provides little guidance about how the power it confers should be exercised.
The fact that courts are only required to interpret legislation compatibly with
the ECHR clearly suggests that there is a limit as to how far they should go –
but the precise nature of that limit is unclear from the text of the HRA. In
the absence of textual guidance, the true extent of section 3 inevitably falls
to be determined by reference to boarder constitutional considerations.

This point is clearly
acknowledged by Adam Wagner. He argues that the courts primary responsibility
is to find the interpretation of the legislation that best gives effect to that
intention. On this view, the requirement imposed under section 3 of the HRA is
one that is different to the pre-existing constitutional culture, and a
relatively narrow view of section 3 is therefore likely to commend itself to
adherents of the constitutional will. Aileen Kavanagh, for example, argues that
a wide conception of the section 3 duty should be resisted, because it would be
potentially damaging both to the authority of Parliament and the separation of
the judicial and legislative functions.

There are many answers that
could cover the extent of the discretion enjoyed by the legislature on the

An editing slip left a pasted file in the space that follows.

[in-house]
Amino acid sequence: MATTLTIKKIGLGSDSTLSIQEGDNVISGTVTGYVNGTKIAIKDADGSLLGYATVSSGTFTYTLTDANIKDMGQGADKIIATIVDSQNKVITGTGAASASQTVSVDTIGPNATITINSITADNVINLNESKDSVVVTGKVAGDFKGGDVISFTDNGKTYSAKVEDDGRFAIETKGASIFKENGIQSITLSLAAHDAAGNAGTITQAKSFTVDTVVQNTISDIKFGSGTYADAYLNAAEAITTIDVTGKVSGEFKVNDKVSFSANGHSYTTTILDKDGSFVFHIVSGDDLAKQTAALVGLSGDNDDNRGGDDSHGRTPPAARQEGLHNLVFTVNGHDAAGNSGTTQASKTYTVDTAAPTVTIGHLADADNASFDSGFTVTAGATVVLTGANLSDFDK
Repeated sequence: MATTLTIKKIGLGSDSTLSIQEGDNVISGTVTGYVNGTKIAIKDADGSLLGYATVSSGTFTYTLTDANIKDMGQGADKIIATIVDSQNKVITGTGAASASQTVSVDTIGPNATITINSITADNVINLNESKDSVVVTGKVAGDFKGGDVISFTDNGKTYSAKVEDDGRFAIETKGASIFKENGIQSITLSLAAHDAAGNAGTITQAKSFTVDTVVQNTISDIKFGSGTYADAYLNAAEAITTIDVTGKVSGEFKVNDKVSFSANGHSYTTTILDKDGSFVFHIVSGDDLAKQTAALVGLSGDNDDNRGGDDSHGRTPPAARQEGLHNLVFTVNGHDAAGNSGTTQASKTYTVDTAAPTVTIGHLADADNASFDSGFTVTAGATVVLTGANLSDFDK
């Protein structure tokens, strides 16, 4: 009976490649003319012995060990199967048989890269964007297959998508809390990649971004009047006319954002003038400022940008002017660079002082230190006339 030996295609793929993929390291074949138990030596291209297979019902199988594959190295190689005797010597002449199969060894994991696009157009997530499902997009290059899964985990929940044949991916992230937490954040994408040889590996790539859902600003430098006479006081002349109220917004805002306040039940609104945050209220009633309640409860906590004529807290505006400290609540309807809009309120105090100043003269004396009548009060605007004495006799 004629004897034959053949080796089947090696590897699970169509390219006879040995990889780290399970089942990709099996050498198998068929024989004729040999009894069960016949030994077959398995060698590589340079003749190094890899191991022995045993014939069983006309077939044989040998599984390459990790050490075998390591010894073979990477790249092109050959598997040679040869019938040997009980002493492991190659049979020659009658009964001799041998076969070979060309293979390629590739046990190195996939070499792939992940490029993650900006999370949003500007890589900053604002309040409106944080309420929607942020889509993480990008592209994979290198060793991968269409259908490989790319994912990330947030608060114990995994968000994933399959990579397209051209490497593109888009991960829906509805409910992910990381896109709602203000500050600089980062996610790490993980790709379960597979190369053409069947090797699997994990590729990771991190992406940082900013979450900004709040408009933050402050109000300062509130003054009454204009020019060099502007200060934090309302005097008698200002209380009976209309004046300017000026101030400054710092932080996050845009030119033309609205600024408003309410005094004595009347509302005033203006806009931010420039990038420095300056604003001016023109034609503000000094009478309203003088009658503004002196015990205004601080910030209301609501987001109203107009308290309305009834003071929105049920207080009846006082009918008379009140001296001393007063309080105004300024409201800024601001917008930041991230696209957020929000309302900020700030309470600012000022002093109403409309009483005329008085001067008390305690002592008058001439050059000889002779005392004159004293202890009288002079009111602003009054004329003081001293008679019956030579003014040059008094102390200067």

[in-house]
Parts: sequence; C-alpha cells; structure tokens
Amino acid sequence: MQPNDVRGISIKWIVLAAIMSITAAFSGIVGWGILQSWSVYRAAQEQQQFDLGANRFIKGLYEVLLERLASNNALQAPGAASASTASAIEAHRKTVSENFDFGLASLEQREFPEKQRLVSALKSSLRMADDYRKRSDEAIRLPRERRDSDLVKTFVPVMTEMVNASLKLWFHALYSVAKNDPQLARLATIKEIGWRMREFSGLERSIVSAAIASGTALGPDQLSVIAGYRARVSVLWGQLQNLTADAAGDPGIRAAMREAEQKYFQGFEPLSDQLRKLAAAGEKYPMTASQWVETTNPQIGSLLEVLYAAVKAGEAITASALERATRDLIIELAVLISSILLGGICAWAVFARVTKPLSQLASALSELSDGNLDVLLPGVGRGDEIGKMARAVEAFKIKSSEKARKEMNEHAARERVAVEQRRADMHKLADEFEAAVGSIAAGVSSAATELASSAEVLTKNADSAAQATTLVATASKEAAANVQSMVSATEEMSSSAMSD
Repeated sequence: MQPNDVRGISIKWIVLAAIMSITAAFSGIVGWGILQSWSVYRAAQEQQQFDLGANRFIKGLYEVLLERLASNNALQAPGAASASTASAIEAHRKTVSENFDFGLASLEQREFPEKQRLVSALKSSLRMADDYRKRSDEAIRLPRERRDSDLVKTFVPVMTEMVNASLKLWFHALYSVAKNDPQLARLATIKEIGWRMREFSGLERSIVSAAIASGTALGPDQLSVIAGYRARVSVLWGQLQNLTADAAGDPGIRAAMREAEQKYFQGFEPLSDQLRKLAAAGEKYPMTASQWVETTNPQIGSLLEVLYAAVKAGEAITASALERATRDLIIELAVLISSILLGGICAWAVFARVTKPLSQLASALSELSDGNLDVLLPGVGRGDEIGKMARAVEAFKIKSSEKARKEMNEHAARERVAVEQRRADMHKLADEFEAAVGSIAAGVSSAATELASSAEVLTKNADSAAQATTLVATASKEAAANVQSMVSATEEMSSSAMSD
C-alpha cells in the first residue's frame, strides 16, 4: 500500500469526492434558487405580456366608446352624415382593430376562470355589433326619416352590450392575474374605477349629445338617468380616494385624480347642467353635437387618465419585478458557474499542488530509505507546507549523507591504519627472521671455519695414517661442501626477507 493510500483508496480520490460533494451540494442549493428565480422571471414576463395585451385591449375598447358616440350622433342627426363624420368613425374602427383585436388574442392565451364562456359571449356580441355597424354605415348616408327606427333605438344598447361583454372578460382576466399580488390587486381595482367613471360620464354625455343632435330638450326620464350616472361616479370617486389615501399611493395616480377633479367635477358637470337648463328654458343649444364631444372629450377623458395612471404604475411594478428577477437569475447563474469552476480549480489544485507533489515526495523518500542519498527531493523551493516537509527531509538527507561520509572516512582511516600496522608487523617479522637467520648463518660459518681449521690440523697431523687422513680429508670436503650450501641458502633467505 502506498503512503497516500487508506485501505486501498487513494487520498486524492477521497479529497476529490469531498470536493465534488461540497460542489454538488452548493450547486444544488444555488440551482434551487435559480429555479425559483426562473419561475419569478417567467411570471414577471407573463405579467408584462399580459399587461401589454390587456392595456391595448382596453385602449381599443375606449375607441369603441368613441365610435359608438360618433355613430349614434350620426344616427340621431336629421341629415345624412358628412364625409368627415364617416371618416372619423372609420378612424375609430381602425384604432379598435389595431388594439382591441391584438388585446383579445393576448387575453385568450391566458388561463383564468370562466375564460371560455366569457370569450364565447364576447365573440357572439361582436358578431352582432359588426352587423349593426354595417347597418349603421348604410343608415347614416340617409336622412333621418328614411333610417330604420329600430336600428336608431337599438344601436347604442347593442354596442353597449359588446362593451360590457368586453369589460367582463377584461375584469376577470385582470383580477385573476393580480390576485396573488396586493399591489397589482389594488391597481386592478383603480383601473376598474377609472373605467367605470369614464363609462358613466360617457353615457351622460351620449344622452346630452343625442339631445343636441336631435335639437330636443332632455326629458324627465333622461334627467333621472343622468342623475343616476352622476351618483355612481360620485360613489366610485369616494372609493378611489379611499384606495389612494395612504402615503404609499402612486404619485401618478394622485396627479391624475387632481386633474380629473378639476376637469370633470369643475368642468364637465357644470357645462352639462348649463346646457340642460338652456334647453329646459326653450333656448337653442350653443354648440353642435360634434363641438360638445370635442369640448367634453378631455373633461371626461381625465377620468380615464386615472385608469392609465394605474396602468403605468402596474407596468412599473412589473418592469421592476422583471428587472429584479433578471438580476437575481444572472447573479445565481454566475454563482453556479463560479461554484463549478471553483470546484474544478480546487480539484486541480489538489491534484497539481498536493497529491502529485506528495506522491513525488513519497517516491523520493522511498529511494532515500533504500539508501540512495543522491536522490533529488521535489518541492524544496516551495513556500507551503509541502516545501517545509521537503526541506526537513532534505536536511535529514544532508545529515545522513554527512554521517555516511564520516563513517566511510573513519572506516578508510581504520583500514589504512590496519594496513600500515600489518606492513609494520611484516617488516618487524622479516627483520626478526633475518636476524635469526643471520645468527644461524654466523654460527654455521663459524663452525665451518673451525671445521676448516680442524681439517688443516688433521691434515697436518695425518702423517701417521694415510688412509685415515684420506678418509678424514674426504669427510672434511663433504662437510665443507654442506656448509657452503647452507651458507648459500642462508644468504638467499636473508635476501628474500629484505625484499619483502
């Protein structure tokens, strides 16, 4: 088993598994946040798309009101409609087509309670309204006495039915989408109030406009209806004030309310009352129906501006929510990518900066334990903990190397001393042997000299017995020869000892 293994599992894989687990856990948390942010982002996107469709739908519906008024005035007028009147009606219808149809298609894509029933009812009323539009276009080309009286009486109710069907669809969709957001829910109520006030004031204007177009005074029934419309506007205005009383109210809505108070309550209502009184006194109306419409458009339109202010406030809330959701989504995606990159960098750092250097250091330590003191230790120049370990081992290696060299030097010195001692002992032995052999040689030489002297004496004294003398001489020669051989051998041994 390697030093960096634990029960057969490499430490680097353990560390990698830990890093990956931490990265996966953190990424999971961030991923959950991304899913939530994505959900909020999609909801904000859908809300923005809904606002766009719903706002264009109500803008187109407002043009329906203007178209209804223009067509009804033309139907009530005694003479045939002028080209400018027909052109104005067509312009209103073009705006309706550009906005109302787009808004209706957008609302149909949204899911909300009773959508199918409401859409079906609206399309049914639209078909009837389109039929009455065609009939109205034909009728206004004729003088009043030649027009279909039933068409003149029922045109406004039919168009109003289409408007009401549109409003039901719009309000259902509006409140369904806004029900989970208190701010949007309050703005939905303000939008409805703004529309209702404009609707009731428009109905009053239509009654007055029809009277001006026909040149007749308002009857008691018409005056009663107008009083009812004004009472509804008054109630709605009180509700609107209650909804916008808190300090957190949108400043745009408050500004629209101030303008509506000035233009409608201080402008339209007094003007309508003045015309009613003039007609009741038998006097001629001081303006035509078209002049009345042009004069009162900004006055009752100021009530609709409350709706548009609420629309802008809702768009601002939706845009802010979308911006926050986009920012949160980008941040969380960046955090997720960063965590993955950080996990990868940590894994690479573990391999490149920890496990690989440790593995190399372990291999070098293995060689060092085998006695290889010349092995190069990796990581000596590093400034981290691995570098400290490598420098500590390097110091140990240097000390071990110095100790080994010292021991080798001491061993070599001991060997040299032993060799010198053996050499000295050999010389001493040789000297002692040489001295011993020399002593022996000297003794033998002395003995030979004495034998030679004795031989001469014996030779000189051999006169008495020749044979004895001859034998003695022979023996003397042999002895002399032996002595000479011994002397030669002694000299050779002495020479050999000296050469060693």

matters that touch upon human rights. There is a very simple way of saying that
legislatures capable of making primary legislation have complete discretion,
because they are fee, as a matter of domestic law, to enact provisions that are
incompatible with Convention rights and to ignore any declarations of
incompatibility made in respect of such provisions. However on a deeper level,
it needs to address the position of the administrative bodies and others that
are unable to cloak their decisions and policies with the force of primary
legislation; and more generally how much discretion primary legislators have if
they wish to avoid judicial intervention, whether by means of a strained section
3 interpretation that may frustrate legislative intention, or a section 4 declaration
of incompatibility.

The HRA has substantially enhanced
the protecting afforded to human rights in the UK law. In doing so, it has contributed
in a fundamental way to the shift from a more political to a more legal form of
constitutionalism, and has become an important limitation upon the extensive powers
of the executive branch. However the HRA is not a constitutional Bill of Rights,
therefore it does not form part of an entrenched constitution that enjoys a special
legal status. As a result the HRA is vulnerable to being amended or repealed just
like any other piece of legislation.

It would be mistaken to overemphasise
the extent to which the HRA marks a transition to a newly constitution, the ultimate
guarantee of human rights remains the political, not the legal process.